Columnist Dr Katie Musgrave welcomes the licensing of anastrozole but criticises NHS England’s lack of consultation with GPs who are already struggling to stay afloat
Imagine you are a fisherman working alone in the deep, cold waters of the North Sea. A loud clunk alerts you that something has gone amiss with your boat, which rapidly takes on water, then sinks. The next thing you know, you are floundering in the icy sea, and you realise you have no hope of surviving.
But what’s this? A deep chugging noise, and a pleasure boat comes into view. Laden with tourists, and sailing steadily towards you. It’s a miracle! You are saved! Fighting back tears, you shout to the boat, waving frantically. The tourists spot you, and start to call to one another, waving back. The captain toots his horn, but then adjusts the steering to avoid you, and sails on past. In just a few minutes, their boat is gone, the sea is empty, and you are alone. I don’t need to tell you what happens next.
The announcement last week that thousands of women might be prevented from developing breast cancer, by the changed licensing of anastrozole, should have been a moment for celebration. We will all have friends, family members or colleagues who have been affected by this disease. The medication will undoubtedly prove life changing – and life saving – for many women, and it is wonderful that it can be made available on the NHS.
What didn’t fill me with delight was the realisation that NHS England was announcing such a significant change in healthcare policy without clear directions to GPs exactly who might be eligible, whom we might refer to, and what – if any – further guidance there might be. Do they not understand that such a public announcement will undoubtedly lead many women, quite understandably, to contact their GP?
Indeed, the explicit instructions from NHS England’s national clinical director for cancer Professor Peter Johnson on BBC Radio 4 last Tuesday were to ‘contact your GP’. Why not? After all, we are an endless resource, with unlimited capacity to take on extra work, and provide every service under the sun.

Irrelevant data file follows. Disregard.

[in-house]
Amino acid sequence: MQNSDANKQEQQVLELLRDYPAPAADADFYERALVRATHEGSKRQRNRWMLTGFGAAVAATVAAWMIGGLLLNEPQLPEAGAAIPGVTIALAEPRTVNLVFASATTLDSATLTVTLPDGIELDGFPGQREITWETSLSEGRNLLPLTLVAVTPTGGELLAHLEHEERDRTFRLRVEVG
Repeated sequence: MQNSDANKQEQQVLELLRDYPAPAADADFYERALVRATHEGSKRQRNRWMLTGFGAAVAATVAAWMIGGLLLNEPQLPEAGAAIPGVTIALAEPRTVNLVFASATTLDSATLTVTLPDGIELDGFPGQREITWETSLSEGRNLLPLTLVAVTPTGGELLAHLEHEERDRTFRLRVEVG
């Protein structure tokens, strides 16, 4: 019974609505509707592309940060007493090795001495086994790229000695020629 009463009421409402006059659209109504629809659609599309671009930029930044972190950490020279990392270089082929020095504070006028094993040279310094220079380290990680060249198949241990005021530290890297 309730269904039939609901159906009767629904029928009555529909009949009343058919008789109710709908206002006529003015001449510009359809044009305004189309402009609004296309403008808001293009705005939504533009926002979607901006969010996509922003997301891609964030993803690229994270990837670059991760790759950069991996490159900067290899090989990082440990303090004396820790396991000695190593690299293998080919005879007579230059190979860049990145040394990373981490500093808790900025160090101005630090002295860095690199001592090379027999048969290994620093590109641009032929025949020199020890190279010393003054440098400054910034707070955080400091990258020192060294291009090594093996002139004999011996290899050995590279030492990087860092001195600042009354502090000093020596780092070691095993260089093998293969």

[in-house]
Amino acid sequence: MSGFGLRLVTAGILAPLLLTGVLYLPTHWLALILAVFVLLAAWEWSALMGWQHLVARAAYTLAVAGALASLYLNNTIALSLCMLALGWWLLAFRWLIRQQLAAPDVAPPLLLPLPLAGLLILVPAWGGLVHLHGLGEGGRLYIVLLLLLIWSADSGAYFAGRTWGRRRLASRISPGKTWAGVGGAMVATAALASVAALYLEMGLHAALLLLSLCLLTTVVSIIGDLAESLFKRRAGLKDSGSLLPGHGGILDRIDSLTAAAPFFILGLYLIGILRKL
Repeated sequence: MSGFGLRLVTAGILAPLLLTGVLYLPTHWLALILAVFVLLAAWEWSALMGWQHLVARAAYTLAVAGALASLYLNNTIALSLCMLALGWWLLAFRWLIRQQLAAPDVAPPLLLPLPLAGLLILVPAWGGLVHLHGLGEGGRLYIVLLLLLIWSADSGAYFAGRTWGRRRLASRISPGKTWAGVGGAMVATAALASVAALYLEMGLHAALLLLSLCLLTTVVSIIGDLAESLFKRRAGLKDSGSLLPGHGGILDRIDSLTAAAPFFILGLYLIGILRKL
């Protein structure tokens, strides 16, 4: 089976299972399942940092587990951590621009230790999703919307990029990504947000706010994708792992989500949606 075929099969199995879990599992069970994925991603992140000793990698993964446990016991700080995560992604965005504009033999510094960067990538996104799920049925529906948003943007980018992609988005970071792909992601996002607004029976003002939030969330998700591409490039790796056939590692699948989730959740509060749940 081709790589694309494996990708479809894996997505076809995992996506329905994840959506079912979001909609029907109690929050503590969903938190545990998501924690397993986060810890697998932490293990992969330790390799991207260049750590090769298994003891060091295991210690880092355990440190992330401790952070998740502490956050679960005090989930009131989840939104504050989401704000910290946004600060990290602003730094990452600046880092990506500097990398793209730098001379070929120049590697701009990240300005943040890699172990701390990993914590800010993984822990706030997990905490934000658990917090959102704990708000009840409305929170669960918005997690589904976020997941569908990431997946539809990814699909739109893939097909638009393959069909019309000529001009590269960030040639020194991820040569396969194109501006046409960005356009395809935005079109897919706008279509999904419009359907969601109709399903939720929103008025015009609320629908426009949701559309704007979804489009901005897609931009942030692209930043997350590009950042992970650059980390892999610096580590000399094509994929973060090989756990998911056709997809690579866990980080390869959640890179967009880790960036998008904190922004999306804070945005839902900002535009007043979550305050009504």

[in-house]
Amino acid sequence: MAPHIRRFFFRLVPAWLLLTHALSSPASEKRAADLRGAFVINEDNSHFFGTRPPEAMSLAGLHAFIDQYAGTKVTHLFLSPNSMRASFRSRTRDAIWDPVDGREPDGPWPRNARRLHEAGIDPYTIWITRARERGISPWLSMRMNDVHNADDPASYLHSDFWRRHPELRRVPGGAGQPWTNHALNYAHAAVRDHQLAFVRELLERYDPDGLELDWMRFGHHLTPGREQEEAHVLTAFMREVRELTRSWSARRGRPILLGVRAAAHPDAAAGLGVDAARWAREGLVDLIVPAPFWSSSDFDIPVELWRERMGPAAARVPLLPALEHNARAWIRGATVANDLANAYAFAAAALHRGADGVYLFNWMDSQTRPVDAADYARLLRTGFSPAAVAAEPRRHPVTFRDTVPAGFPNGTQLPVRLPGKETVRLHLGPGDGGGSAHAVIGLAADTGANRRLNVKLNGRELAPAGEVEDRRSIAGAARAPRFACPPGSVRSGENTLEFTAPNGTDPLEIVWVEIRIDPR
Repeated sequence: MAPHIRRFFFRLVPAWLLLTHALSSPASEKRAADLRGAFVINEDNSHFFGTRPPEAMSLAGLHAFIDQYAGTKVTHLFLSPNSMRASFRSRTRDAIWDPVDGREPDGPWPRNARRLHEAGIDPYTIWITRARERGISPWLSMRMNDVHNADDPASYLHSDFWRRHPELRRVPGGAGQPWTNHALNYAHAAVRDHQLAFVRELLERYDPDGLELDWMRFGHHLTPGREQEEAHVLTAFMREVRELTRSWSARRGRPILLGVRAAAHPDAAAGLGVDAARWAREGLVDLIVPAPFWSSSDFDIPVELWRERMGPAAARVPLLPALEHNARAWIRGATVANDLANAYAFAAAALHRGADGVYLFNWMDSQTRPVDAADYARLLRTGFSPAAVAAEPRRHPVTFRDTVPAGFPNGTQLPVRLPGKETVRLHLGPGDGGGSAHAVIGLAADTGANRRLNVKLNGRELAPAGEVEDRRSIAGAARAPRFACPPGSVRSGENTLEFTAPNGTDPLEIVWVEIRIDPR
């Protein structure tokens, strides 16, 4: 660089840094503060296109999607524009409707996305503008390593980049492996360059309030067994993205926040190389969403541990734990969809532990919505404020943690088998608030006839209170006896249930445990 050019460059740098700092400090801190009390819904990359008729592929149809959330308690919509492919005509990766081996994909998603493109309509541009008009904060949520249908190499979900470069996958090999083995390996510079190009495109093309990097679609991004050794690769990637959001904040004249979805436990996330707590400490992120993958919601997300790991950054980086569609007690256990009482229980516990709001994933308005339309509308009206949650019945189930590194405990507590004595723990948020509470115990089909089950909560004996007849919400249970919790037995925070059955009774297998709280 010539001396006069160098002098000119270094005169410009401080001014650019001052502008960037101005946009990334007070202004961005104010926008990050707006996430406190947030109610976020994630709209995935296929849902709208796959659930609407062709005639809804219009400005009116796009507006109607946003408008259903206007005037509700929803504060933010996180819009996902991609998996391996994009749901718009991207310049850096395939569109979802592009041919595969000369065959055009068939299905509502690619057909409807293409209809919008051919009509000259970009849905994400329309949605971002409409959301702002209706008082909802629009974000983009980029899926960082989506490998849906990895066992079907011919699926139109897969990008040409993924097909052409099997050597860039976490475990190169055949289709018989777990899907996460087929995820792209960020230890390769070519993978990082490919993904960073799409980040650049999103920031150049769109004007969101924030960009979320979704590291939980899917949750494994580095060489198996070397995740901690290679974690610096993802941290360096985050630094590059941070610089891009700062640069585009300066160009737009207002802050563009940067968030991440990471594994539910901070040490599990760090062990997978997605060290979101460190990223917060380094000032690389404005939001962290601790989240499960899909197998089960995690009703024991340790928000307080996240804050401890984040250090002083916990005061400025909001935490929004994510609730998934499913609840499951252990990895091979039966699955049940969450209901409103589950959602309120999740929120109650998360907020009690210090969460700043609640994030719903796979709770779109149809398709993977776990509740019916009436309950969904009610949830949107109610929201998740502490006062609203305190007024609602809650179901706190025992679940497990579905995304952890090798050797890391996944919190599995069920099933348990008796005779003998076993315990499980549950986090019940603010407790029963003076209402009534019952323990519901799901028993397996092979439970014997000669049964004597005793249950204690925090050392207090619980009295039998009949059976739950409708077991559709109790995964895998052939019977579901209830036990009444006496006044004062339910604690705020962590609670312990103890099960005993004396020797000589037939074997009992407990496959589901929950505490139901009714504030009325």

Why can’t these sorts of significant new developments come with a helpline number that patients can call? Why couldn’t NHS England commission a service that could manage patients directly? In the current climate, sadly the reality is that our involvement will mean other patients are unable to access life-saving GP assessments and treatments, which only we can provide.
Too often it feels as if there is a complete disconnect between NHS England, their instructions and communications, and the reality of working on the ground in general practice. Do they think we each have half an hour a day to field calls from concerned women, advising that we don’t know what will happen about anastrozole, nor even when we might know anything?
Well, for the avoidance of doubt: we are presently working in often intolerable conditions where the mismatch between demand and availability of care is so great that many of us are daily taking short cuts that are likely to be causing significant health harms. It would be wonderful to be working in a health service where we had ample spare time to counsel women on the pros and cons of preventative life-saving medications. The reality is many of our frailest and most vulnerable patients can barely access a GP when they are delirious with UTIs, or displaying classic red flags that need urgent referrals.
Countless lives are daily being put at risk by the precarious state of the wider NHS: from timely access to a GP appointment, to acceptable treatment in our country’s A&E departments. So I have to confess, the anastrozole announcement felt like putting a cherry on top of a pile of something unmentionable.
It is infuriating to have to continually communicate the state of crisis that general practice is in. The GP workforce is on its knees, and many are drawing up exit plans or minimising their clinical sessions.
NHS England need to know that we are not waving, we are drowning – and that when we are gone, the whole of the NHS will be done for, too.
Dr Katie Musgrave is a GP in Devon and quality improvement fellow for the South West